By Amy McCarthy
By Scott Reitz
By Scott Reitz
By Lauren Drewes Daniels
By Alice Laussade
By City of Ate
Will Morgan, Champps, Las Colinas: Morgan hates to see an empty glass. He has, according to patrons, eyes in the back of his head, which makes him some sort of a freak in our book, unless they meant that as a figure of speech. He's generally pouring a new drink just as you finish the old one.
Danny Versfelt, Al Biernat's: You have to appreciate a bartender who knows how to light a cigar properly, can speak intelligently about pipes and mixes strong cocktails--feeds (almost) all our vices, in other words.
Versfelt knows trendy mixed drinks, but specializes in the traditional cocktail and quality service. Despite the proliferation of HBO-inspired concoctions, bartenders say that change comes slowly to their world. "Drink preferences change a little and clientele some, that's about it," Caudle explains. "Everything that did exist always does, and the new things don't overwhelm you."
25 Highland Park Village
Dallas, TX 75205
Region: Park Cities
1930 Greenville Ave.
Dallas, TX 75206
Category: Bars and Clubs
Region: East Dallas & Lakewood
8201 Preston Road, #100
Dallas, TX 75225
Region: Park Cities
855 W. John Carpenter Freeway
Irving, TX 75039
Region: Irving & Las Colinas
4217 Oak Lawn Ave.
Dallas, TX 75219
Region: Uptown & Oak Lawn
Chris Michael, Bali Bar: It's difficult to describe Michael. He studies philosophy in his spare time, can spit out Bible verses and understands regional cuisine.
Dave Echols, The Men's Club: "The distractions are obvious," Echols says of his workplace, and the Burning Question crew spent quite a bit of time triple-checking the accuracy of his comment. He responds immediately when a customer even glances his direction.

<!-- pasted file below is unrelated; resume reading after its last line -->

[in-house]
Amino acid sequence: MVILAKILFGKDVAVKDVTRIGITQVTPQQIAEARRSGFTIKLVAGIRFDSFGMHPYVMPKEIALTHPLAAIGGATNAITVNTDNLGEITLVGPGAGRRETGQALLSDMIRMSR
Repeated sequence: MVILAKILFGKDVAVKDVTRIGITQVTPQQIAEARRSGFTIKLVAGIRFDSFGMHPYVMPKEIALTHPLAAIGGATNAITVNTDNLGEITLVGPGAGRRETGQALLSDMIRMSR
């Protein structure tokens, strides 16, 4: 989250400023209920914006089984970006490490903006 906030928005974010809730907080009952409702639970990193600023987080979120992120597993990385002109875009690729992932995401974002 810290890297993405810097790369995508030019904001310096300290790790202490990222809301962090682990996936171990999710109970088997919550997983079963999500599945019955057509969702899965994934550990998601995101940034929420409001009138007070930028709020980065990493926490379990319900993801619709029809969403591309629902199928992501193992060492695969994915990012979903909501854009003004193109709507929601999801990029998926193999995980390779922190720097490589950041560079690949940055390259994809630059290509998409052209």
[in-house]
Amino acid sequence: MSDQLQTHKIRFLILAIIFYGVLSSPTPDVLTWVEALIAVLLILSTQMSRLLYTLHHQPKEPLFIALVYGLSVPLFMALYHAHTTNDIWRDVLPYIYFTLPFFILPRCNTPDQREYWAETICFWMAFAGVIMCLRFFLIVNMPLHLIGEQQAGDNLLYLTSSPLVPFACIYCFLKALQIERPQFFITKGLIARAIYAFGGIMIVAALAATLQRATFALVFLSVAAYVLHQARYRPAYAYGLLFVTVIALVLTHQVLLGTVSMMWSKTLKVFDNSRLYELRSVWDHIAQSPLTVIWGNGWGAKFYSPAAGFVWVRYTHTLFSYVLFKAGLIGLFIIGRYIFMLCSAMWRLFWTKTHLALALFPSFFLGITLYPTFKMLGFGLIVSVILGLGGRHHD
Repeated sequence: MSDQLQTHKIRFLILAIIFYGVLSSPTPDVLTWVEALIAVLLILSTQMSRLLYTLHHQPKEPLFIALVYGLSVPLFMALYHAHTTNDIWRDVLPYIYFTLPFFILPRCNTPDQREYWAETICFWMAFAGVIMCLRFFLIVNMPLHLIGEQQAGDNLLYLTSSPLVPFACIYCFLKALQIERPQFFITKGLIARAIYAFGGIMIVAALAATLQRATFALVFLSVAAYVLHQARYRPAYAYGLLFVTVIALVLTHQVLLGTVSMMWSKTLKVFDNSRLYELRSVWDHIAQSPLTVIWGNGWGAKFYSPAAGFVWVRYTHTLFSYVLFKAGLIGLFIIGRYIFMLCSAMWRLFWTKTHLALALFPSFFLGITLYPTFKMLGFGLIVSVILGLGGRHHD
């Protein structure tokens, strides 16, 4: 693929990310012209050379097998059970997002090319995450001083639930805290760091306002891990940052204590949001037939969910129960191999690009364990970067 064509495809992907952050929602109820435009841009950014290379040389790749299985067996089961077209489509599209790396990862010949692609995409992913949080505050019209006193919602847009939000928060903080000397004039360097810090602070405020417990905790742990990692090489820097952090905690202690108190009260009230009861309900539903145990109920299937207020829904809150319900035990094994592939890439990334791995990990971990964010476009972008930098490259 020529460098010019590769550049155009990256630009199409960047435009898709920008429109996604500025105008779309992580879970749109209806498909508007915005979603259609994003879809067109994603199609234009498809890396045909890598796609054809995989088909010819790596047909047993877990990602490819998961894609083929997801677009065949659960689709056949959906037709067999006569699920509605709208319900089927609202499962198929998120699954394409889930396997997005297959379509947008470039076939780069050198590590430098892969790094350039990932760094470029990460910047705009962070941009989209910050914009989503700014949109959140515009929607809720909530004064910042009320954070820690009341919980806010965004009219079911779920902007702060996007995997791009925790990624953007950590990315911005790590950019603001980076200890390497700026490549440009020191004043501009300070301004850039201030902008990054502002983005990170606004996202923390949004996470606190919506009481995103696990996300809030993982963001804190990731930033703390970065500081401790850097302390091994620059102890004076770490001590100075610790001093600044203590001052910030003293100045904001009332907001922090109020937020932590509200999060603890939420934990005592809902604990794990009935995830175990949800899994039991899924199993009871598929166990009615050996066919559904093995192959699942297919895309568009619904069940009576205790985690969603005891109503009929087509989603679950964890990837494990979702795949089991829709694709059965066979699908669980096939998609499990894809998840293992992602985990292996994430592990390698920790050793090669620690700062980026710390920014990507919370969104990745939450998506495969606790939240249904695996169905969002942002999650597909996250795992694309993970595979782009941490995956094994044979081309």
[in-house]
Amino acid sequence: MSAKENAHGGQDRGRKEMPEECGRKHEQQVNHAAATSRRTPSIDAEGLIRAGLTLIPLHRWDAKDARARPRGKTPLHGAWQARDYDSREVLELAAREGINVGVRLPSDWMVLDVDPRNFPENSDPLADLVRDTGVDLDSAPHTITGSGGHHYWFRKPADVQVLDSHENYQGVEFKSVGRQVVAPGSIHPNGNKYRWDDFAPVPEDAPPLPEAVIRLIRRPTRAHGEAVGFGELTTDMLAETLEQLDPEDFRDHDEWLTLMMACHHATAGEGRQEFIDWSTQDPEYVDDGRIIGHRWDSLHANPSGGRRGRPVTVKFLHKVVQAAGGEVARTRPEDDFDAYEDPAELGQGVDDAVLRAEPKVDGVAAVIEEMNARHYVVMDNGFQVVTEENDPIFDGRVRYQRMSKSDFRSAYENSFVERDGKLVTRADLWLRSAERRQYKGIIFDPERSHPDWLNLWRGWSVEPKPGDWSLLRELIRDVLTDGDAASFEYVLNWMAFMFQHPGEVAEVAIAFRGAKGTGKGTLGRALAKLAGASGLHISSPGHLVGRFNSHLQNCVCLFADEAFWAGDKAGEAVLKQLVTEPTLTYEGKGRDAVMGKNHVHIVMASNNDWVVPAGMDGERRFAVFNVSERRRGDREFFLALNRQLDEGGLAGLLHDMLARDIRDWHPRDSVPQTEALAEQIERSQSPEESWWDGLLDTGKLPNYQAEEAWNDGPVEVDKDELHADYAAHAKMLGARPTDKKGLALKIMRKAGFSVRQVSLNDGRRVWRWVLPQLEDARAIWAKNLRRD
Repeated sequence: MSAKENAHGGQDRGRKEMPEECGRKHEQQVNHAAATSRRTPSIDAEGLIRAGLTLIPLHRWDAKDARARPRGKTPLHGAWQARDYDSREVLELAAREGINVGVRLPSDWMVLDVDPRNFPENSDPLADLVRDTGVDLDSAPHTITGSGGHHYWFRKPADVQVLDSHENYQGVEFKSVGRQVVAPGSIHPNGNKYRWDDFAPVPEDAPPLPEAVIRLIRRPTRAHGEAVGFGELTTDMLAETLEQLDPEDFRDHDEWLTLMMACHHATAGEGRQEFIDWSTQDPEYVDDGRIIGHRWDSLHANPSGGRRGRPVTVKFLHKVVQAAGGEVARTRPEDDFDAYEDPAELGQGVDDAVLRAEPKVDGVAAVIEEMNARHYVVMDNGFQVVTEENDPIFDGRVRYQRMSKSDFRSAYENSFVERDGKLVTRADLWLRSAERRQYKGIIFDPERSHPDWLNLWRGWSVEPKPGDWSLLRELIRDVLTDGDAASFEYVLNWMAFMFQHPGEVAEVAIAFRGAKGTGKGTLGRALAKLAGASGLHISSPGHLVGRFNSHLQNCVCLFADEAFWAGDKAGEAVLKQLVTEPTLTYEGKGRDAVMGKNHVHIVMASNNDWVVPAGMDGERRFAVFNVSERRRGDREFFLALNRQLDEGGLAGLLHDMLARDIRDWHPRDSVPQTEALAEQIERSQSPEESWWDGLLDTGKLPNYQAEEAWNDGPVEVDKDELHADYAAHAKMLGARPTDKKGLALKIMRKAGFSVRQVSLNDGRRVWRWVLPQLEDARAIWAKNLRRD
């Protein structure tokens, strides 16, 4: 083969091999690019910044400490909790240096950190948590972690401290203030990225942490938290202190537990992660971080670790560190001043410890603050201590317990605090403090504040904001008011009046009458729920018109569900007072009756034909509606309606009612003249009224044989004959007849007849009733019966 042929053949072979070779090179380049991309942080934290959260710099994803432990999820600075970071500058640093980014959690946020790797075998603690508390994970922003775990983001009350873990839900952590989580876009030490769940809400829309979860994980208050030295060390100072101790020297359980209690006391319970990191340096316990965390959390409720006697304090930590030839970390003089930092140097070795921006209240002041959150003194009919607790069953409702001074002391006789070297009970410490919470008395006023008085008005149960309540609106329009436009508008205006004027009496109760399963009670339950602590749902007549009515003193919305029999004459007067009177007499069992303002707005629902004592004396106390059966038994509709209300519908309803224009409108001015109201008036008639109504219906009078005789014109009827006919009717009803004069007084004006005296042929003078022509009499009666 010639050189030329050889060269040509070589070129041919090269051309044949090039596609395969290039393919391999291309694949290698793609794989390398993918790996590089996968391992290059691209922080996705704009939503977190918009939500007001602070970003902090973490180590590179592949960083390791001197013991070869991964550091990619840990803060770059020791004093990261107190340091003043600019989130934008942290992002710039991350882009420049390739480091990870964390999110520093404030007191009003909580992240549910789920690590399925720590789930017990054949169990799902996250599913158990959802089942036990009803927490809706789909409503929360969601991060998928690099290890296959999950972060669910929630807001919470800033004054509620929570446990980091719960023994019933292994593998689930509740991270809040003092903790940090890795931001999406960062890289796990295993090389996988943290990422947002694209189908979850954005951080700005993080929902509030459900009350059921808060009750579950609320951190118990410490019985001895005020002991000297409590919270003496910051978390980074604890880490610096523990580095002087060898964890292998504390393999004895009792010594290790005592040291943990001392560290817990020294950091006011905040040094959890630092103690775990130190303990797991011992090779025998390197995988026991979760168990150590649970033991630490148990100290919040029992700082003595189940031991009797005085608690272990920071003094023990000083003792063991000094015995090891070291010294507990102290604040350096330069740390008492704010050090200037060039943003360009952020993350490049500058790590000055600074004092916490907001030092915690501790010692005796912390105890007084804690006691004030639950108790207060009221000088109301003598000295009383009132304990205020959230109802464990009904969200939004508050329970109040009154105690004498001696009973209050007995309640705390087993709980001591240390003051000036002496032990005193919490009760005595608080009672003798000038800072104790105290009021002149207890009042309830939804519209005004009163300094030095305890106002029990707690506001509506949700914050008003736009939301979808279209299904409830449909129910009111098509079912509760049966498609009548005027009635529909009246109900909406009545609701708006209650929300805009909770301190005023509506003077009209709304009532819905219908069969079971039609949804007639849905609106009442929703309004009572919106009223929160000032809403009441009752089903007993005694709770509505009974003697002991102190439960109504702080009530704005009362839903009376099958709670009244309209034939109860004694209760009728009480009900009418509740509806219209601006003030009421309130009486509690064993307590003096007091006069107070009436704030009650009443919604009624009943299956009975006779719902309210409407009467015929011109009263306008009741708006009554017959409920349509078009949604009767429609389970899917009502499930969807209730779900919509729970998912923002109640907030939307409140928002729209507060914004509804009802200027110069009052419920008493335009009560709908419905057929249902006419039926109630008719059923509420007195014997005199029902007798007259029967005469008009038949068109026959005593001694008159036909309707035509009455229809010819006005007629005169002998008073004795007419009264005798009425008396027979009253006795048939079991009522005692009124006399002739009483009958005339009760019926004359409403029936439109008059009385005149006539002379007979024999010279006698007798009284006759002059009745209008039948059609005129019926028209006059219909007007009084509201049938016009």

Jessica Sheridan, Patrizio's: Sheridan glides behind the bar with elegance, although it might just seem that way by comparison (we could barely even stand on our visit). She doesn't call attention to herself, yet patrons gradually adjust their attention to her.
David Liberto, Beau Nash: Liberto engages every customer but never forces someone to wait for service. His attention to detail is astounding, once calling Brennan's in New Orleans for a recipe just to satisfy a customer's taste for a particular version of the gin fizz.
Tanner Scott, Christie's: Even on a busy night, Scott recognizes at least half of the bar's patrons. "If you care and make people want to come back and see you, you become good," he says.
So much for the top 15. We also discovered a few others well worth mentioning: Michelle Brillhart of Inwood Tavern makes a damn good Bloody Mary; David Pedack, now at Tom Tom Noodle Club, but soon to open Nikita; Gustavo Martinez of Anamia's in Coppell makes people forget they live in Coppell; the Green Room's Bruce Baumann, just because we think he's cool; and Tom Blackmer of The Loon.
Blackmer far outshines other bartenders at The Loon, at least from our experience. On one Saturday-afternoon visit (Blackmer was out that day), the Burning Question crew waited desperately for service. As the clock ticked and the ordeal dragged on, crew members began to drop; their pathetic gasping as clean red blood cells coursed through their veins unnerved us all, and their valor as they struggled to stay inebriated for just one more moment will be long remembered.
Six long minutes we waited for a drink.